Given a large enough pool of contributors, this should be the case. But this article implies an interesting point: when a wiki gets as large as the Wikipedia, fringe or specialized areas of knowledge almost function as a small wiki and the signal-to-noise ratio might not clear the threshold.

So I guess the moral of the story can be summed up as a parable.

When you go to a restaurant, many expert in food safety recommended that you order popular foods. That way, you are more likely to get relatively fresh and well-prepared food. But ordering the menu item that is made least by the restaurant is more likely to get food that's been sitting for a really long time in the freezer, and that hes been perhaps poorly prepared by the kitchen staff.

As a vegetarian, I understand that this approach can be problematic. But one must simply have more of a caveat emptor attitude when seeking those off-the-beaten track menu items.

Now go and seek knowledge, grasshopper.

Wednesday, January 12, 2005

The Burt Reynolds Museum 

Jupiter, Florida is home to the Burt Reynolds Museum.

Yes, the Burt Reynolds Museum. I kid you not. They have a mission statement on their website:
The mission of the Burt Reynolds and Friends Museum is to preserve the history of the cultural contributions of Burt Reynolds, and provide educational opportunities to young actors and filmmakers.

Our historical mission is to research and preserve the history of the state of Florida including the location, interpretation and preservation of Florida historical sites.
And, according to an article on the website:
"Ninety-nine percent of the things in here are Burt's idea. He and I hung a lot of the pictures, and he's a real good picture hanger," said Kreig "Mo" Mustaine, a friend of Reynolds since they played football together in junior high school.
The Burt Reynolds Museum Collection includes a pair of lucky boots from Gene Autry, the Deliverance canoe, the Bandit Car, boots from The Best Little Whorehouse in Texas, "debuty badges" from 14 localities, and a letter from Carol Burnett.

You can volunteer at the Burt Reynolds Museum. You can even become a "member" of the Museum, although its website doesn't exactly tell you how or why you may do so.

Perhaps it's to aid in the education component of the Burt Reynolds Museum. The website avers, "The stage area comes alive when Mr. Reynolds and guest instructors conduct scene study classes at the museum. Classes include the master acting class as well as classes in film-making, scriptwriting and documentary film-making.

Some final thoughts courtesy of the Burt Reynolds Museum website...
  • Jon Voigt: "You don't know what a pack rat is until you see the Burt Reynolds Museum."

  • Elizabeth Taylor: "Burt Reynolds is one of the most considerable actors of today. His sense of wicked wit mixed with vulnerability equals pure enchantment."

  • Charles Nelson Reiley [sic]: "I can't tell you enough about how he loves to help young people. It takes my breath away. He is a superb teacher."
Who'd'a thought there was such a thing as The Burt Reynolds Museum. I sure didn't.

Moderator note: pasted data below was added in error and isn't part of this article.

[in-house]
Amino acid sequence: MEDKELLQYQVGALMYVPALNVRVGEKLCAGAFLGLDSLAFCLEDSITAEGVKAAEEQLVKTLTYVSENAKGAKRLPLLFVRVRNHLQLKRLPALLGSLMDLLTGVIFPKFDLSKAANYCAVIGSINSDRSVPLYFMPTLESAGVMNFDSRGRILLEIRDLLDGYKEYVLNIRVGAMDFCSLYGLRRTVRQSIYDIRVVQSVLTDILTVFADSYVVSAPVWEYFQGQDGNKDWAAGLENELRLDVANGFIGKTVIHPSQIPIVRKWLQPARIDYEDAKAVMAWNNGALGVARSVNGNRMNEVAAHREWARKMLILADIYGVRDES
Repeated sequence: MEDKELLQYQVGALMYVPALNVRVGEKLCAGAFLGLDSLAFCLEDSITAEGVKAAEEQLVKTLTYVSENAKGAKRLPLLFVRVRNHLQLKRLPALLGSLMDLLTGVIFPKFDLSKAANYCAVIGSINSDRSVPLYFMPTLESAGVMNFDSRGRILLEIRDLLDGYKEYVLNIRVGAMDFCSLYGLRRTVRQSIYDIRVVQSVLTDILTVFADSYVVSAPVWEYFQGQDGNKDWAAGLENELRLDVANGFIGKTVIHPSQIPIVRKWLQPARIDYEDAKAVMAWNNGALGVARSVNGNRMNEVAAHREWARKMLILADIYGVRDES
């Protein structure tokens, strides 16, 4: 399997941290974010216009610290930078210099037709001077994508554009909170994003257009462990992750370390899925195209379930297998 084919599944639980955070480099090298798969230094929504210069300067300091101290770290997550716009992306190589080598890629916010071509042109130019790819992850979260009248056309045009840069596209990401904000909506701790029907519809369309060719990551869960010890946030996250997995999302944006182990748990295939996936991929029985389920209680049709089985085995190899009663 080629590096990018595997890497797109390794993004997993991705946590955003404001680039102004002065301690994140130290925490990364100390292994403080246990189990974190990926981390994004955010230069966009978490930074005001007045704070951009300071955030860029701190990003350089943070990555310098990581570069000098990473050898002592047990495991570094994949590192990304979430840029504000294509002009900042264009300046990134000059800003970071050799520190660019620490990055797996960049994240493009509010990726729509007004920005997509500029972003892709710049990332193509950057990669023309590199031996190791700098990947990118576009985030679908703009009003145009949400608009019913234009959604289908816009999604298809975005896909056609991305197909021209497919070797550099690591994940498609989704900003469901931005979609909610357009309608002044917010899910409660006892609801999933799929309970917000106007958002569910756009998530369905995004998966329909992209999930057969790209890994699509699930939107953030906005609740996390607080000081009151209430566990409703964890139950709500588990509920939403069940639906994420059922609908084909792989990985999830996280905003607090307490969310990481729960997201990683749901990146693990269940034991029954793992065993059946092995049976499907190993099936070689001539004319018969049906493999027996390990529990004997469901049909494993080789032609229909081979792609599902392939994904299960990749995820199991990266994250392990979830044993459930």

By the way, this is the second such museum in Jupiter. The first one closed in 1999 when its namesake filed for bankruptcy. Visit this one sooner rather than later.

Tuesday, January 11, 2005

Modern Life Is Not Necessarily Rubbish 

So I started my day as I often do, sipping coffee, reading new stories from around the web, and listening to music via mp3s using wireless headphones.

You know, just another typical day as a Digital Gadabout.

I was performing a housekeeping chore in the kitchen (see, that's where those wireless headphones come in--full movement around the pad without loss of music in glorious stereo) which involved a series of precariously stacked dishes, and a brief instrumental song came on the headphones.

"Wow! What is this?" I wondered.

I was in a "je ne sais quois" mood this morning, so I was listening to 8,000 songs on shuffle. Consequently, I had no clue what the track was.

Unfortunately, my precariously stacked dishes were being rather unforgiving in allowing me to immediately return to my living-room computer to check the song artist/title. By the time I was able to negotiate a truce with the dishes, the brief song had completed.

And no DJ for me to call up and ask what song it was.

The story has a happy ending, though. I realized that my WinAmp media library keeps a handy record of when a song was played last. I sorted the list based on that criteria, et voila!

For the record, the song was "Welcome to the Soft Lightes," the gentle introductory track to the lastest album by The Incredible Moses Leroy. And it segues quite nicely into Re-Flex' "The Politics of Dancing," by the way...

Sunday, January 09, 2005

How to Make Bowl More Super 

Okay, so you've got your Super Bowl tickets for Feb. 6th. Yawn. Another Big Game crowning another football season. So how can one spruce up one's Super Bowl experience?

Why, by ponying up another $565 per person to attend Corporate Hospitality Village!

For that amount of scratch, you get live entertainment, specialty food, and beverage stations in a tent village next to the stadium. Plus--a Super Bowl merchandise kiosk! Oooo! (apparently the hoi polloi inside the stadium won't have the opportunity to purchase Super Bowl merchandise)